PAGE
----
Create a startup visa to encourage innovation and US job creation

These days, from climate change to deadly, spreadable virus – become politicized. But, contrary to the rhetoric of recent times, the same need not be true for all things immigration.

As a fierce advocate for policy that supports the American entrepreneurial ecosystem, we firmly believe that creating a startup visa should, and could, be a bipartisan endeavor.

The current US immigration system does not have a visa category specifically for modern-day startup founders. Instead, the current system expects immigrants to invest their own funds or be an employee. A startup visa category will identify the business startup ecosystem including funding, revenue generation and job creation.

The approach has consistently earned bipartisan support over the years. The 2013 comprehensive immigration reform that passed the Senate included a startup visa. In recent years, the Startup Act from US Sens. Jerry Moran, Mark Warner, Roy Blunt and Amy Klobuchar featured a visa startup. In summer 2021, U.S. Rep. Zoe Lofgren introduced the Let Immigrants Kickstart Employment Act. The California Democrat’s LIKE Act is supported by a coalition of 19 entrepreneurial organizations and more than 300 prominent American entrepreneurs.

Lofgren’s startup visa has also been included in the House Competitiveness bill, the American COMPETES Act, at present. Congress now has the chance to finally pass a long awaited and much-needed startup visa.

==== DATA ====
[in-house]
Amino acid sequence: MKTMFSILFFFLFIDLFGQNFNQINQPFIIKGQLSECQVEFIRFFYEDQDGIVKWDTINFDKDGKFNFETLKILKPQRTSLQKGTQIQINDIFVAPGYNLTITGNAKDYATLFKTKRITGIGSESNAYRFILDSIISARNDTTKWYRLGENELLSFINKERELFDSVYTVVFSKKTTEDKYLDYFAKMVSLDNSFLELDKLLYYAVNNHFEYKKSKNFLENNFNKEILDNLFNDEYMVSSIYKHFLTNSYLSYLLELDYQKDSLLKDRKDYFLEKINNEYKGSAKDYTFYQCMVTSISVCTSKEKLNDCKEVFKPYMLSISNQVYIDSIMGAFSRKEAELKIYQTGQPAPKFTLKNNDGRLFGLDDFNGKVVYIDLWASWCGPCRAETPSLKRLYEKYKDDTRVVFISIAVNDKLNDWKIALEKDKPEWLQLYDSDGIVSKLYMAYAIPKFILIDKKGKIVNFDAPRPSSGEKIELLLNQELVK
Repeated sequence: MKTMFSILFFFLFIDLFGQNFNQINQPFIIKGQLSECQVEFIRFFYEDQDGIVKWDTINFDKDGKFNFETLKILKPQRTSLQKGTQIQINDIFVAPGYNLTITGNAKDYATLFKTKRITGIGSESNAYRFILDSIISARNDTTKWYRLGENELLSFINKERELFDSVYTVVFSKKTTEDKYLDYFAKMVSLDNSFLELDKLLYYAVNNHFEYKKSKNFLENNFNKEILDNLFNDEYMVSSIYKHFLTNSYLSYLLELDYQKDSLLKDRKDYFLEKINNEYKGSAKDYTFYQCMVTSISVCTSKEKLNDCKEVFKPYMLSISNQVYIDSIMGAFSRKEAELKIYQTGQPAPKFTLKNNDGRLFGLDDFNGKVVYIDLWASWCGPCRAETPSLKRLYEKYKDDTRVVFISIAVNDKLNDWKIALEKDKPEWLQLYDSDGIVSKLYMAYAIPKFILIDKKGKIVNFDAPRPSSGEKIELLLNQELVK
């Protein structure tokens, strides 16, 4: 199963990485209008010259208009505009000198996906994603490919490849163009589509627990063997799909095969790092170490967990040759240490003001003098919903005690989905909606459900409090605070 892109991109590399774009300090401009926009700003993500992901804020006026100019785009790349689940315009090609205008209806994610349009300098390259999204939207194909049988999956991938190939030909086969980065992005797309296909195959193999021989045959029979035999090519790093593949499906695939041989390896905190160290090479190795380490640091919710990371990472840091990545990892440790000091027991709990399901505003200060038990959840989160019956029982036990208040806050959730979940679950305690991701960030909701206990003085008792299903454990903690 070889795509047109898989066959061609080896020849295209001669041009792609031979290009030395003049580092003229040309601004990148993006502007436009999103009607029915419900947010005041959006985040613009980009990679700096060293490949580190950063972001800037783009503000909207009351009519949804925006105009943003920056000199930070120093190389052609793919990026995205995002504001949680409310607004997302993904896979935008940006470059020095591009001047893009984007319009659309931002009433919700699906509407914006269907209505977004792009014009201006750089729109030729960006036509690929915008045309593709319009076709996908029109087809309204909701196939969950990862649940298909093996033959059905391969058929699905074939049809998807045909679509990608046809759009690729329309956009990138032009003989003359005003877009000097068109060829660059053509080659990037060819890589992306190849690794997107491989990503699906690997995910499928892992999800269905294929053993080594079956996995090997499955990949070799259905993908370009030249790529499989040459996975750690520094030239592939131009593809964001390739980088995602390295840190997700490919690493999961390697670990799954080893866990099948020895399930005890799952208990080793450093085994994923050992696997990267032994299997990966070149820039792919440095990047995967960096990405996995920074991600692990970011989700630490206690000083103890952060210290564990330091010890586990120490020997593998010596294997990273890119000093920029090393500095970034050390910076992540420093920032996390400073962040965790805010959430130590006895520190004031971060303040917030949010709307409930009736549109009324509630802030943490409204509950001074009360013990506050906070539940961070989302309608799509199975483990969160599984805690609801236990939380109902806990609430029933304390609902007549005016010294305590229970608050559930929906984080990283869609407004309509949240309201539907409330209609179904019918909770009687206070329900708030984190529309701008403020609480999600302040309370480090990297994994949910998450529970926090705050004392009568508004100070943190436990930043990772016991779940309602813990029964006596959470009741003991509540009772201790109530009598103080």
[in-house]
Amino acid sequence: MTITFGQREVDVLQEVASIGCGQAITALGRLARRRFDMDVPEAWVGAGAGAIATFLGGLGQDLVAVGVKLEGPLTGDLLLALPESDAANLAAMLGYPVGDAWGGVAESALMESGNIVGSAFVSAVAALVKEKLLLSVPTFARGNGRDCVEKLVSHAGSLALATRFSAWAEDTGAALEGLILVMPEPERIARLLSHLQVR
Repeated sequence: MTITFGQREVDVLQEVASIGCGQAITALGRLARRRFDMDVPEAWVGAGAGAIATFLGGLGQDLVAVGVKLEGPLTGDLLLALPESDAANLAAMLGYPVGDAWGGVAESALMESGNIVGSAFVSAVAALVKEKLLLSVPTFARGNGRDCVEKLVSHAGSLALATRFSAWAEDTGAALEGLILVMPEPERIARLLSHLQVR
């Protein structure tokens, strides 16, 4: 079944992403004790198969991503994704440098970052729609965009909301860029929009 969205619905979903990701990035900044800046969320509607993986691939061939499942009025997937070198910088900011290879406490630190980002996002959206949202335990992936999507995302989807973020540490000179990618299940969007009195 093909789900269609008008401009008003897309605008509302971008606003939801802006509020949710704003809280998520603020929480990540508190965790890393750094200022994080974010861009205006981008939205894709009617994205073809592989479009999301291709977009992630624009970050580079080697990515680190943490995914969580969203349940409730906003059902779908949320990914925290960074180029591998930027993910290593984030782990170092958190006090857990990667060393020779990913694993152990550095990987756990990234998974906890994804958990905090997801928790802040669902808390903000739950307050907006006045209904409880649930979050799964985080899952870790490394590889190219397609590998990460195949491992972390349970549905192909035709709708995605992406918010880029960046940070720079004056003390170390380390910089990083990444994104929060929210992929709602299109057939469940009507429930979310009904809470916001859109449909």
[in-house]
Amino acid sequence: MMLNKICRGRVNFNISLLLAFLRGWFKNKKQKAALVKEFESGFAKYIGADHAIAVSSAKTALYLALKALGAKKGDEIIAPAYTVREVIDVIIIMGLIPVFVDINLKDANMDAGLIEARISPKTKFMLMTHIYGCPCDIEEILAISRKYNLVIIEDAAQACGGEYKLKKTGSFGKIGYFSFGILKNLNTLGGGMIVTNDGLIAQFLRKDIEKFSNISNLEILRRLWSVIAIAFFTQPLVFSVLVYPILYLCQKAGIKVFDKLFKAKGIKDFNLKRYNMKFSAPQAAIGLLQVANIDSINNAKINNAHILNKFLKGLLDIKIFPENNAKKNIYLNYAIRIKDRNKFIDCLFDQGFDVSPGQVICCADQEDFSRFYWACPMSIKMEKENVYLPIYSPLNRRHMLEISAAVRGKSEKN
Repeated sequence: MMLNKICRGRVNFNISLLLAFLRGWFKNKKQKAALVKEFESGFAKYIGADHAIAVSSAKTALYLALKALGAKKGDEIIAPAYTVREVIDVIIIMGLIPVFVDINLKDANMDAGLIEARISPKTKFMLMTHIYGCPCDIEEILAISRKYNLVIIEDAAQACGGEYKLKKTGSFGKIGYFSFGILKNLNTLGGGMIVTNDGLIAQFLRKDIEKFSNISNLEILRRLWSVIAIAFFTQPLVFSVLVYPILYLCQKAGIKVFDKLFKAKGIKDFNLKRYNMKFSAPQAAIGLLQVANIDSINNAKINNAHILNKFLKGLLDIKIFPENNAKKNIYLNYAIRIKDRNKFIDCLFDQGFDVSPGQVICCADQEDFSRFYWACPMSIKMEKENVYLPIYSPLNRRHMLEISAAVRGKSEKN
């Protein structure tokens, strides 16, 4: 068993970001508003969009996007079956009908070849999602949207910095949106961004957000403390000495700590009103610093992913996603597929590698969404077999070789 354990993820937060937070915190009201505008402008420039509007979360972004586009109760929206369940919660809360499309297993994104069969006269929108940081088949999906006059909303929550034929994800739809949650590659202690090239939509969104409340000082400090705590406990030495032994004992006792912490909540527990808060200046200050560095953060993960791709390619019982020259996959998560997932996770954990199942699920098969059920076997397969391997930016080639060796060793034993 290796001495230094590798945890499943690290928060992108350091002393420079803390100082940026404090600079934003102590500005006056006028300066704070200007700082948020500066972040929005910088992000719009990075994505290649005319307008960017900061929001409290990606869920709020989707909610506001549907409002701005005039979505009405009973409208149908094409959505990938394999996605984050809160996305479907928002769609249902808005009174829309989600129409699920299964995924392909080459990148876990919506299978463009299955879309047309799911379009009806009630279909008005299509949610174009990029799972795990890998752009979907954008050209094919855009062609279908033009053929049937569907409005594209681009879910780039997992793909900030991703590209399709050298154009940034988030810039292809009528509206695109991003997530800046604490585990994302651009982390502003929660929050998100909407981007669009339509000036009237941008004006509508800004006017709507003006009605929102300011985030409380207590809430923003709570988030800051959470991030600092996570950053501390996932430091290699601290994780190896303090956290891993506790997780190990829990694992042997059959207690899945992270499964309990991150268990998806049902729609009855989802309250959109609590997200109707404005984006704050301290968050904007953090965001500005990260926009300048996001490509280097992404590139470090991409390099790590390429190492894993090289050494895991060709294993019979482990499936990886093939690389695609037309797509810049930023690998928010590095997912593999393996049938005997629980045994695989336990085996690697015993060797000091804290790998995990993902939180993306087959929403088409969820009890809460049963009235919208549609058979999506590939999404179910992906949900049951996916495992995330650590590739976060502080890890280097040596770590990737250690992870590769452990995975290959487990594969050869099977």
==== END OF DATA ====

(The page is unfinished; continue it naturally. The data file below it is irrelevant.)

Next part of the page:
We need a startup visa because the current outdated immigration framework makes the entrepreneurial dream unfeasible for many immigrants. This stifles the economic growth, and resulting jobs, these immigrants and their businesses could create. The limited and uncertain immigration options are available for employers who can sponsor their visas – turning job-creators into employees in the process.

Other times, immigrant entrepreneurs decide to start their companies in other countries. More than 20 other countries have adopted startup visas to recruit international entrepreneurs. More importantly, the pandemic has accelerated the rate at which startups are growing exponentially within their own countries. Look at Africa and Europe, other parts of the world advancing in technology innovations and creating jobs locally. Overall, the US is losing out on talent, job creation and innovation.

This is a massive loss to the US economy and workers in Congress is focused on maintaining our competitive edge. To address this challenge, Congress should make a visa for foreign-born entrepreneurs in this legislation.

Foreign-born entrepreneurs have been an incredible driver of the US economy, despite the challenges presented by the current system. Immigrants are more likely to start businesses than native-born Americans, almost twice as likely as a recent Kauffman Foundation report. This statistic is readily apparent in the “startup” ecosystem. While immigrants constitute approximately 17% of the workforce, 55% of America’s startup companies are valued at $ 1 billion or more at least one immigrant co-founder. Immigrants also started 33% of US venture-backed companies that became publicly traded between 2006 and 2012.

We need look no further than the success stories of Zoom or Moderna. Zoom, a $ 35 billion company founded by Chinese immigrant Eric Yuan, has transformed global communications, keeping our schools, businesses and virtually all aspects of society functioning during the crippling COVID-19 pandemic. Moderna’s COVID-19 vaccine has saved lives and allowed the economy and much of daily life to return to normal. Born in Lebanon, Noubar Afeyan is the associate chairman and co-founder. He studied at the Massachusetts Institute of Technology and founded or co-founded 38 companies and has more than 100 patents to his name.

Creating a startup visa that will encourage innovative entrepreneurs to come, and remain in, the US should not be divided down party lines. This makes economic sense for America and can help kick-start our economy at a time when we need it most.

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